Why Chris Christie’s whining is wrong

New Jersey Gov. Chris Christie (R) threw an odd tantrum yesterday, blasting President Obama for the failure of the congressional super-committee. I ordinarily wouldn’t much care, but since the media loves Chris Christie, his complaints generated a fair amount of attention, and it’s probably worth taking a moment to set the record straight.

Calling Obama “a bystander in the Oval Office,” the outspoken New Jersey governor said the White House spent the weekend tossing out a whole lot of “spin” about the supercommittee’s inability to come to an agreement before the Nov. 23 deadline.

“I was angry this weekend, listening to the spin coming out of the administration, about the failure of the supercommittee, and that the president knew it was doomed for failure, so he didn’t get involved. Well then what the hell are we paying you for?” Christie said during a press conference in Camden, N.J. “It’s doomed for failure so I’m not getting involved? Well, what have you been doing, exactly?”

Part of the problem here is that Christie isn’t quite as smart as he thinks he is, and bombast can only go so far in covering up ignorance.

Did the administration say the president kept his distance from the talks because Obama knew the process was doomed to fail? No, the governor appears to have made this up. As for what the president has been “doing, exactly,” Obama’s the one who’s offered Republican lawmakers a series of overly-generous debt reduction plans — to the chagrin of his own party — only to see the GOP reject every proposal.

Is Christie not aware of this? If so, why did he try to deceive the public yesterday? If not, shouldn’t he have gotten his facts straight before popping off to the press?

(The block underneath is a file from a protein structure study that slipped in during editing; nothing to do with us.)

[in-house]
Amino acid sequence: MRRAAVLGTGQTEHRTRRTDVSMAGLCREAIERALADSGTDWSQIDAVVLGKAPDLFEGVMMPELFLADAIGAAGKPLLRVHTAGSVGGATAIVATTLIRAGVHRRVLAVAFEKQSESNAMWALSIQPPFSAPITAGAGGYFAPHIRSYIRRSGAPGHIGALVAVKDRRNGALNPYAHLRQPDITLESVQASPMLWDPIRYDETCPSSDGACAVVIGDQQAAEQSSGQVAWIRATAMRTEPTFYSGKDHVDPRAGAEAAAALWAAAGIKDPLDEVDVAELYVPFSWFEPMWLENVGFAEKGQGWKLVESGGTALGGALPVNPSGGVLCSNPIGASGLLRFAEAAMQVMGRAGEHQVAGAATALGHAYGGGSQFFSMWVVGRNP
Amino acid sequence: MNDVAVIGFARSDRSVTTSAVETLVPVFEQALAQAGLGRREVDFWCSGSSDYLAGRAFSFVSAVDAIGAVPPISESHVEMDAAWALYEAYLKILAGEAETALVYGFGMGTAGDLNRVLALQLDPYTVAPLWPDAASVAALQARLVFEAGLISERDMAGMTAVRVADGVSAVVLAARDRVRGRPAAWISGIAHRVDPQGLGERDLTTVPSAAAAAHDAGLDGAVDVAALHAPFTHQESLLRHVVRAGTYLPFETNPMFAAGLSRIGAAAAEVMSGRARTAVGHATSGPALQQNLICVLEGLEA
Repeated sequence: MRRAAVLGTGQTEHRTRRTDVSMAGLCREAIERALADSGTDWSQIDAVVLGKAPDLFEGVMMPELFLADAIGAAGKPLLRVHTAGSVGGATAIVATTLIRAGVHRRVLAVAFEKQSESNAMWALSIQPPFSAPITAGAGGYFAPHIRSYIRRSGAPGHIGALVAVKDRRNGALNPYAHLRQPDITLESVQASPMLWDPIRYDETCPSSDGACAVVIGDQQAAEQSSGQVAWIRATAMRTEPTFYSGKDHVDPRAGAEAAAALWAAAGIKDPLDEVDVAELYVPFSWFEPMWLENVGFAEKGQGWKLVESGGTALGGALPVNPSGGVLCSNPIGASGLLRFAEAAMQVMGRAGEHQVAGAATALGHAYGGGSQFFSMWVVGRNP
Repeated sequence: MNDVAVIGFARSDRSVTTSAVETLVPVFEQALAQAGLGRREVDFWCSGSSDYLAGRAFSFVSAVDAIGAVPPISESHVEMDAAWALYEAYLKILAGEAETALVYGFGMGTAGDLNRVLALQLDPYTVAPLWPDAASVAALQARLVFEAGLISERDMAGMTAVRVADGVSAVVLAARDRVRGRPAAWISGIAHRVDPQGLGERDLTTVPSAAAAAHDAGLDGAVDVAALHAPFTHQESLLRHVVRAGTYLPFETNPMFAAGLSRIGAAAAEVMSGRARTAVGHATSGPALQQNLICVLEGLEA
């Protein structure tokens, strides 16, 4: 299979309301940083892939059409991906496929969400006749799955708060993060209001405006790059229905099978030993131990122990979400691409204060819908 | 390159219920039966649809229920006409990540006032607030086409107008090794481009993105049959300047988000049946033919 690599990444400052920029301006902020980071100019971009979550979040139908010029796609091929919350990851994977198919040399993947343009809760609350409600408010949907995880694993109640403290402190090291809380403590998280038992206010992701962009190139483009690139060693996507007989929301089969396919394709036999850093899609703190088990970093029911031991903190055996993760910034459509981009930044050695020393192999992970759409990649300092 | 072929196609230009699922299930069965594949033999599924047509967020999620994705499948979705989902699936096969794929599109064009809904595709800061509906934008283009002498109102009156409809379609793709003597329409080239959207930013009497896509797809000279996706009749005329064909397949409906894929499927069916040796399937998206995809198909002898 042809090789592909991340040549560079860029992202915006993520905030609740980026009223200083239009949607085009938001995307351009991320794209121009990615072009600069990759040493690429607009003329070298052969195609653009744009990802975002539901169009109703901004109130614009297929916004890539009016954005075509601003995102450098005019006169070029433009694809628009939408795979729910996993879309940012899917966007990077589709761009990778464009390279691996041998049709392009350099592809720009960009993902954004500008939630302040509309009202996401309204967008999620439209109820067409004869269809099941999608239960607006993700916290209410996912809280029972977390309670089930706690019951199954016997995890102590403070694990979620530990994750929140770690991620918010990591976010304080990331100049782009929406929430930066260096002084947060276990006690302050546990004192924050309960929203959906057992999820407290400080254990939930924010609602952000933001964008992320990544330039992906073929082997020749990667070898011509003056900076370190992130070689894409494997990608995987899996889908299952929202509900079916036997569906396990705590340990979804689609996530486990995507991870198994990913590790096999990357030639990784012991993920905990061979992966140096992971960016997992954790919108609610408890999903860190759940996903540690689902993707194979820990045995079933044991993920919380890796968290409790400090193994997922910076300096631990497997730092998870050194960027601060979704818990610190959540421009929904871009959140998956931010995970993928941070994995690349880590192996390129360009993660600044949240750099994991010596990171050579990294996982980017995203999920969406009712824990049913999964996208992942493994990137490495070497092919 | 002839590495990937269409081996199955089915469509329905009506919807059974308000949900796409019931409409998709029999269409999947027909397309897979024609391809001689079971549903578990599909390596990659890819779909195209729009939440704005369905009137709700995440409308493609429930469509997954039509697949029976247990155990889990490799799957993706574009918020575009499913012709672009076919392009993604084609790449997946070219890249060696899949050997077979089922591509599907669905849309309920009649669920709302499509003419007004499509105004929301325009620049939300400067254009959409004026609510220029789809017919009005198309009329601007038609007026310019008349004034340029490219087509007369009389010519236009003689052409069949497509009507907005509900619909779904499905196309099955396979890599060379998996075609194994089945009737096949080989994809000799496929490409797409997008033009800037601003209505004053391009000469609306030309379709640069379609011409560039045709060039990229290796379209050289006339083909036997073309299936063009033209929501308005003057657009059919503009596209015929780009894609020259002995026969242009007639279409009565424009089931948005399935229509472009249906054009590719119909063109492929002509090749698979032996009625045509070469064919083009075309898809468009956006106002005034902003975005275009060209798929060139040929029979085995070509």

The New Jersey governor added that he’s “astonished” that the president “refuses” to just call people into a room and solve problems. This is the kind of criticism the media finds compelling, but which is nevertheless idiotic.

The president has tried every negotiating tactic that exists to get congressional Republicans to work on finding solutions. Obama has tried hands-on talks; he’s tried keeping his distance. The president has tried hard sells and soft sells, directly and indirectly. He’s made private appeals and public appeals. He’s made arguments based on policy, polls, and principles. He’s tried charm offensives, combativeness, and everything in between. He’s made partisan, bipartisan, tripartisan, and nonpartisan arguments, all in the hopes that maybe, just maybe, GOP leaders will be open to good-faith compromise.

And yet, nothing has worked. Nothing.

In the case of the super-committee, Republicans simply weren’t willing to compromise. They’ve admitted as much. GOP members of the panel made demands that no sensible person could possibly consider reasonable, and ultimately, weren’t intended to work towards a resolution anyway.

Does Chris Christie, or anyone else, think Republicans were going to be responsible because the president — the chief executive they loathe with a passion, and whose presidency they seem so desperate to destroy, that they’ll sabotage the nation’s interests — asked them to? Is there any scenario in which GOP officials were going to accept new tax revenue after the president asked really nicely?

The New Jersey governor seems to believe a debt deal would come together if Republicans and the president simply sat down for candid conversations. Given that Obama has already tried this repeatedly, without success, anyone who believes such stupidity just hasn’t been paying close enough attention.